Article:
Razor-sharp focus is not always the right prescription for a perfect photo. Adding subtle blur effects can impart a surreal or a romantic tone to your image. Check out any original Star Trek episode to see what soft focus can do for a scene.
One way that photographers used to get a soft-focus effect was by applying gel to their camera's lens. Another method was to use a special soft-focus lens, which has a single optical element that was physically unable to produce a sharply focused image. You get sharper--or softer--images based on the aperture setting that you shoot with.
These days, of course, blur and soft-focus effects are just a few clicks away in any photo editing program. I'll show you a trick in Adobe Photoshop Elements, but you can translate it to your favorite photo editing program.
Blur the Background With Photoshop Elements
Take this photo of my daughter, for example. Suppose I wanted to make it a little more interesting.
I'll use the same sort of technique that I described last week in the lesson on sharpening. Start by choosing Layer, Duplicate Layer, and then click OK. Make sure you have selected the top layer (click the top layer in the Layer Palette on the right side of the screen) and then add some blur.
You can find all sorts of blur options in the Filter menu. For this example, I'll try some radial blur. Click Filter, Blur, Radial Blur, and then adjust the blur settings. This control has no preview mode, so you'll have to tweak it "blind." For the photo shown here, I set Amount to 10 and I dragged the blur center to the top of the frame, so it appears to radiate from my daughter's face. Click OK.
If you don't like the effect, undo the step and try again.
This effect covers the entire photo, which isn't really what I want in this case. To limit the effect to the background, click the Eraser Tool (16th from the top of the toolbar on the left side of the screen). In the toolbar at the top of the screen, choose a brush preset that has a soft edge (such as number 21) and then tweak the brush size. For my photo, I set it to 60 pixels. Now just "paint away" the blur from the top layer until you get the desired result, shown here.
Fancy Blur With a Plug-In
Of course, there are a million variations of this effect, and you can make it as subtle or as dramatic as you like. If you find this sort of thing to be as much fun as I do, you might also want to look into plug-ins that make advanced effects easier. Try onOne Software's FocalPoint, for example. It's a bit pricey ($159), but it gives amazing results. You can try it for 30 days for free.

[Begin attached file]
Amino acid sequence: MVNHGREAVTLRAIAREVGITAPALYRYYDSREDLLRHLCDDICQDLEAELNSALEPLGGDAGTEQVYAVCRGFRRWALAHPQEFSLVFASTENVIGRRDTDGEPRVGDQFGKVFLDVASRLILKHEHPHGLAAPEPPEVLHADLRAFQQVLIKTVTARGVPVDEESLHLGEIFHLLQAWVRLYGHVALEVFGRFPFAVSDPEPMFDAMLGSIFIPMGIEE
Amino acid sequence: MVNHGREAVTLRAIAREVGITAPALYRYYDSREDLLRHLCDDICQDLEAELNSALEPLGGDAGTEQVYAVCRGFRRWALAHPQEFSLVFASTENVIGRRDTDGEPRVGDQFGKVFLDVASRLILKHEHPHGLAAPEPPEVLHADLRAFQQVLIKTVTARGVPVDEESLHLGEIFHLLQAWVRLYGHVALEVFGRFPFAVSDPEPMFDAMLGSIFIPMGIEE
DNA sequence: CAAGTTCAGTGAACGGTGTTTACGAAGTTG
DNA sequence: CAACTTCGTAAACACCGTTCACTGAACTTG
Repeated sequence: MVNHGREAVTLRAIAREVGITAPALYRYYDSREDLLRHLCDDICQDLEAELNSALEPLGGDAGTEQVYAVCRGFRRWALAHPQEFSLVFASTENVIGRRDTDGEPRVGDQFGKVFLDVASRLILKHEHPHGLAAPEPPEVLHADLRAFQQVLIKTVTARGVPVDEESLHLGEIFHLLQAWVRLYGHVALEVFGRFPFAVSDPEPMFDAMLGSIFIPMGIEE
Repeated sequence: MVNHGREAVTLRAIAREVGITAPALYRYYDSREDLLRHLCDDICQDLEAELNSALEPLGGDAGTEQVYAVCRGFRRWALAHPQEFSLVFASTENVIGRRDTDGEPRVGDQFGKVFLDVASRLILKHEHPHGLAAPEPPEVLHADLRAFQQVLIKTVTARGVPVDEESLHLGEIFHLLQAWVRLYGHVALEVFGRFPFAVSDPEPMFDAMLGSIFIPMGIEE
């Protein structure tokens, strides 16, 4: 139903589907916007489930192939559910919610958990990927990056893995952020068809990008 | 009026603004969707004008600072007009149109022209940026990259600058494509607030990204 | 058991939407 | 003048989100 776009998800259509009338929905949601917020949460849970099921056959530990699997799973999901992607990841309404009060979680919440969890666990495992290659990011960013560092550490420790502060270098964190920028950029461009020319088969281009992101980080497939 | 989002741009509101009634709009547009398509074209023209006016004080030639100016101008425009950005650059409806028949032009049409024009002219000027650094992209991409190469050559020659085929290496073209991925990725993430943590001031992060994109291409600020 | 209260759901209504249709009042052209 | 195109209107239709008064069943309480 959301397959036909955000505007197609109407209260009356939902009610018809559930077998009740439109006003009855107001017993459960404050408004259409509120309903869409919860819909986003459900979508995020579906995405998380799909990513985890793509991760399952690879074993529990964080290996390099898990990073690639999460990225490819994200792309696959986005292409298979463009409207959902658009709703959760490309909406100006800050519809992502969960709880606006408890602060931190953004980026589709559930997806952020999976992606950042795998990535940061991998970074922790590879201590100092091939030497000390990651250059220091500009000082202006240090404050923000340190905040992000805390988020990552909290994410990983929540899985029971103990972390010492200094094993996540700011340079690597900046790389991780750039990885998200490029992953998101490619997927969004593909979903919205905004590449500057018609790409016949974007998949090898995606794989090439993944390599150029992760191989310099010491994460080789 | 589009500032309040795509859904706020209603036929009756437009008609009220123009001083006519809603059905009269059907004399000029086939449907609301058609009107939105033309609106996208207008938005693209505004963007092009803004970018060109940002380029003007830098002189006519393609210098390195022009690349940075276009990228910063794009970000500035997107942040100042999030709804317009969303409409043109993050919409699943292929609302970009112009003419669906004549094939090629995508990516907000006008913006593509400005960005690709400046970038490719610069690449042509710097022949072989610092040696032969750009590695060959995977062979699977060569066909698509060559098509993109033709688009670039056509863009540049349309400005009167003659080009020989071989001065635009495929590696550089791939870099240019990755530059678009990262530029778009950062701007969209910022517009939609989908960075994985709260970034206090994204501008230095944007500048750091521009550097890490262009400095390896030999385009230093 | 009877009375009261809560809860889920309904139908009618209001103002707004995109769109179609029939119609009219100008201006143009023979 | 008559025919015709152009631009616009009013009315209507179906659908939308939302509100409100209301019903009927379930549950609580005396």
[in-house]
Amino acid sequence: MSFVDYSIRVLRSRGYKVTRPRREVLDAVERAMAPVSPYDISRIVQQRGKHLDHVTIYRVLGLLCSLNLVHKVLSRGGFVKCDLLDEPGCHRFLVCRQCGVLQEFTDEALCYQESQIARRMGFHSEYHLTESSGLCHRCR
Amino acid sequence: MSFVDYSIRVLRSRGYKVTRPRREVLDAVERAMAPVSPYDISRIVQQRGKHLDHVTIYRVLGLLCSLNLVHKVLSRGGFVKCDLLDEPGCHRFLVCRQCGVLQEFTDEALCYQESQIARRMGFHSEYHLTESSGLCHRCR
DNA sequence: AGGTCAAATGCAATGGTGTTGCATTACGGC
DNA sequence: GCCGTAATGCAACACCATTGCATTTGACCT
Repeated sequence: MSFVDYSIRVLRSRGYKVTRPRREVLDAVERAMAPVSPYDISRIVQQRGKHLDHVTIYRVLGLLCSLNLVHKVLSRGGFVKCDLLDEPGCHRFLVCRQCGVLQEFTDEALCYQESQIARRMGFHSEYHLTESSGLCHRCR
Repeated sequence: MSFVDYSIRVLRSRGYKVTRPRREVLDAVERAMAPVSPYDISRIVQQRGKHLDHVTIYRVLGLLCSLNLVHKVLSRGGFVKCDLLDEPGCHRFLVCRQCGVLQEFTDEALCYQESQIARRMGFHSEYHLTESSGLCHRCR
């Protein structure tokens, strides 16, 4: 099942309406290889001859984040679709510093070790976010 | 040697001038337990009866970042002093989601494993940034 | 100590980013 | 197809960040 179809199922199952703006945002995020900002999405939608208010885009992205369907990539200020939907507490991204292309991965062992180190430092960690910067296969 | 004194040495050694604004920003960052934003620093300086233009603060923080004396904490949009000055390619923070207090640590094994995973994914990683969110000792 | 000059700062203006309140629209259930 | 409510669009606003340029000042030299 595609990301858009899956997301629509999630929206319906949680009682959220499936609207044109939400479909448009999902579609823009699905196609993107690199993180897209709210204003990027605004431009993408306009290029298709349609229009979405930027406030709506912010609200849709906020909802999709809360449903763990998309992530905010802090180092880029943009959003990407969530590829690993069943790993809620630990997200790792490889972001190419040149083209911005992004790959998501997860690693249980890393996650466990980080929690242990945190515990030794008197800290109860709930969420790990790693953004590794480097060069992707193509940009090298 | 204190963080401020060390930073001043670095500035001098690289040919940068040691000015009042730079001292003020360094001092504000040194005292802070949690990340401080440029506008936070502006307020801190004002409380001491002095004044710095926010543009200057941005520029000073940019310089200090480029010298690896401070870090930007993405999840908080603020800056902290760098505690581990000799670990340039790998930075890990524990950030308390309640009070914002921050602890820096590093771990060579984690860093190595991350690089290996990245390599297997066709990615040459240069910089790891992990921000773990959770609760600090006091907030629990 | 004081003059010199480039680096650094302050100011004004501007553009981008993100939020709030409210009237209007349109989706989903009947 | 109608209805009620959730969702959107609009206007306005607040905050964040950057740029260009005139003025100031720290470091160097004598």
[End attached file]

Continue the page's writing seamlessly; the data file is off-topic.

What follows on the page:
FocalPoint lets you vary the size, shape, and position of the focal point--the region of sharp focus--anywhere in the photo, and then control the amount and style of the surrounding blur. It's like using a specialty lens such as the Lensbaby, except that FocalPoint lets you control the focus afterwards, rather than when you take the photo.
Hot Pic of the Week
Get published, get famous! Each week, we select our favorite reader-submitted photo based on creativity, originality, and technique. Every month, the best of the weekly winners gets a prize valued at between $15 and $50.
Here's how to enter: Send us your photograph in JPEG format, at a resolution no higher than 640 by 480 pixels. Entries at higher resolutions will be immediately disqualified. If necessary, use an image editing program to reduce the file size of your image before e-mailing it to us. Include the title of your photo along with a short description and how you photographed it. Don't forget to send your name, e-mail address, and postal address. Before entering, please read the full description of the contest rules and regulations.
This week's Hot Pic: "The Red Bandanna," by Derek Jensen, Marshall, Minnesota
Derek writes: "The man in this photo is an Australian aborigine I met at a local art fair. He had a small teepee set up and was selling his paintings and CDs." Derek fiddled with the colors on his PC to extract what he thought was the essence of the portrait.
This Week's Runner-Up: "More Than Words Could Warrant," by Tyler Cordaro, Huntington, New York
Tyler says that he took this photo with a Nikon D50 at Planting Field Arboretum in Oyster Bay, New York.
See all the Hot Pic of the Week photos online.